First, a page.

Paralympics on the telly, progress on the ground
August 17 2021, 09:29am
As we head into the joy that is the Paralympics it is time to remind ourselves of all the benefits sports inclusion brings.
And to acknowledge the improvements made in Ireland in the past two years through the extension of SIDOs, Sports Inclusion Development Officers throughout the country. These posts are funded by Sports Ireland.
The ambition here is one DFI can fully support, that is to mainstream. The SIDO methodology is like our own, to work in partnership. In this case with sports clubs, community groups, facility providers, schools, disability services and people with disabilities. The aim is to increase the participation in sport, fitness, and physical activity.
When this is combined with access to Sports Inclusion Grants of up to €10,000 we can see the Article 30 of the UN CRPD coming to life. Article 30 is the right to equal access to sports.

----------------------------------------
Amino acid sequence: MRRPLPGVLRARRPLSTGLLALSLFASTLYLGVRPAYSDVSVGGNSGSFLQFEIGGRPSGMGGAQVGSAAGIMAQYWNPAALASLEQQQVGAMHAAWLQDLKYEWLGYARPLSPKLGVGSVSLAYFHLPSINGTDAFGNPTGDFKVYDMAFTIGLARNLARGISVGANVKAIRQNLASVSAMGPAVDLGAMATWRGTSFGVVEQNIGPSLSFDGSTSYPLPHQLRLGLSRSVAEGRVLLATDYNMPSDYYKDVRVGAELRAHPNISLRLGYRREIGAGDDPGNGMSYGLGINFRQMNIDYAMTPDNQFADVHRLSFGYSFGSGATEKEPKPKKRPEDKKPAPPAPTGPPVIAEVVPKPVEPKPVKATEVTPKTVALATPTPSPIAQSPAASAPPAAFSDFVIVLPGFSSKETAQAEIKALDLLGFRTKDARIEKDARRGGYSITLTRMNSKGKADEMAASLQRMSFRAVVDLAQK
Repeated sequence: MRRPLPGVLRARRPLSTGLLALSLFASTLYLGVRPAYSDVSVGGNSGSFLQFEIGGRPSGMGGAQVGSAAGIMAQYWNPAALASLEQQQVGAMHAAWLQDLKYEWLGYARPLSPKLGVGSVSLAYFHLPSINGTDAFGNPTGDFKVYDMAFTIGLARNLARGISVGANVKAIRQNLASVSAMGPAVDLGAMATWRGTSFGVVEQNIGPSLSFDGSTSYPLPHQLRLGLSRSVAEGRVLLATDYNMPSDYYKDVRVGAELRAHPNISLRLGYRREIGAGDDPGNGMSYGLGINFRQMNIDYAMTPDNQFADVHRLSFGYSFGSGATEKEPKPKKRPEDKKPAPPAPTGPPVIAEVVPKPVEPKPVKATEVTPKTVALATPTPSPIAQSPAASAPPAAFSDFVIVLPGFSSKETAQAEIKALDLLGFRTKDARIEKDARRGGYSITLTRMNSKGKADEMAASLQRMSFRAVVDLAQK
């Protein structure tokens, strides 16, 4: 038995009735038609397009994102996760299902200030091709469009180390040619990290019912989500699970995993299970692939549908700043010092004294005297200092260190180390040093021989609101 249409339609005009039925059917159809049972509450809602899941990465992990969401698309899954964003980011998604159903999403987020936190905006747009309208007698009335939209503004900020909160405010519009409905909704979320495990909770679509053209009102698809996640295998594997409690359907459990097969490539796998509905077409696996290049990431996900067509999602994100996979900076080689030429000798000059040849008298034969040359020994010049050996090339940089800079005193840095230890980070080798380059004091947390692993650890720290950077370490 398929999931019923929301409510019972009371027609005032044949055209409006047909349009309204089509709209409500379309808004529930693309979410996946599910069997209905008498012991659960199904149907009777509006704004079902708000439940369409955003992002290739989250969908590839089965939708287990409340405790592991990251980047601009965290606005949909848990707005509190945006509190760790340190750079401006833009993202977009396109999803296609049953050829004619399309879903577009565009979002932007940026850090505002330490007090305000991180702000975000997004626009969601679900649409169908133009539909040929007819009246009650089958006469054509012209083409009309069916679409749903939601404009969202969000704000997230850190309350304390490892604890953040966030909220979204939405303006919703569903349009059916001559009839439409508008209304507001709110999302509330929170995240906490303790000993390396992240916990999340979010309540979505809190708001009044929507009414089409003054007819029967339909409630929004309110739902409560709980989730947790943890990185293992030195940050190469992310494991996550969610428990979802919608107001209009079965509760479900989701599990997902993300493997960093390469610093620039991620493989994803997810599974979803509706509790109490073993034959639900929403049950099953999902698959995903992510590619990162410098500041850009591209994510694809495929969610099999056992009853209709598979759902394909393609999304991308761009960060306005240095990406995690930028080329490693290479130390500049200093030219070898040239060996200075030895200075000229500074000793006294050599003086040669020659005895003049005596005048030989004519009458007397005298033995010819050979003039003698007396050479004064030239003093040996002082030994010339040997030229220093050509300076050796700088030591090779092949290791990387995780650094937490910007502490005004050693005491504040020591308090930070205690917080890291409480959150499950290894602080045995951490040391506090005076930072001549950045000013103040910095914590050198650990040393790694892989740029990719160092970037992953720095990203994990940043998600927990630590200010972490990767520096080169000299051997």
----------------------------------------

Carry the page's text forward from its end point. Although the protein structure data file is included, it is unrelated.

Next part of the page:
We know how well this money is being spent. Our members and our own Community team witness children with disabilities growing in confidence as a result. Perhaps making eye contact for the first time as well as new friends.
The health benefits associated with sports participation are well documented and people with extra health challenges need those extra benefits more than most. Specially adapted equipment, facilities or games can mean that no one is excluded. There is no better illustration of this than the Paralympics.
Away from the excitement of Tokyo we’d like to look at some developments in just one county, Cork. Access to beaches is opening up this summer. In GAA clubs the “GAA For All” programme has begun in Midleton, Killeagh, Newcestown and Youghal clubs to children with disabilities.
Siblings can for the first time play for the same GAA club and parents can drop ALL the kids at the club.
The trail blazers that are Sunday Well Rugby Club have led the way in integrating players with disabilities. They have inspired Ballincollig Rugby Club and Cork County Cricket Club to do likewise.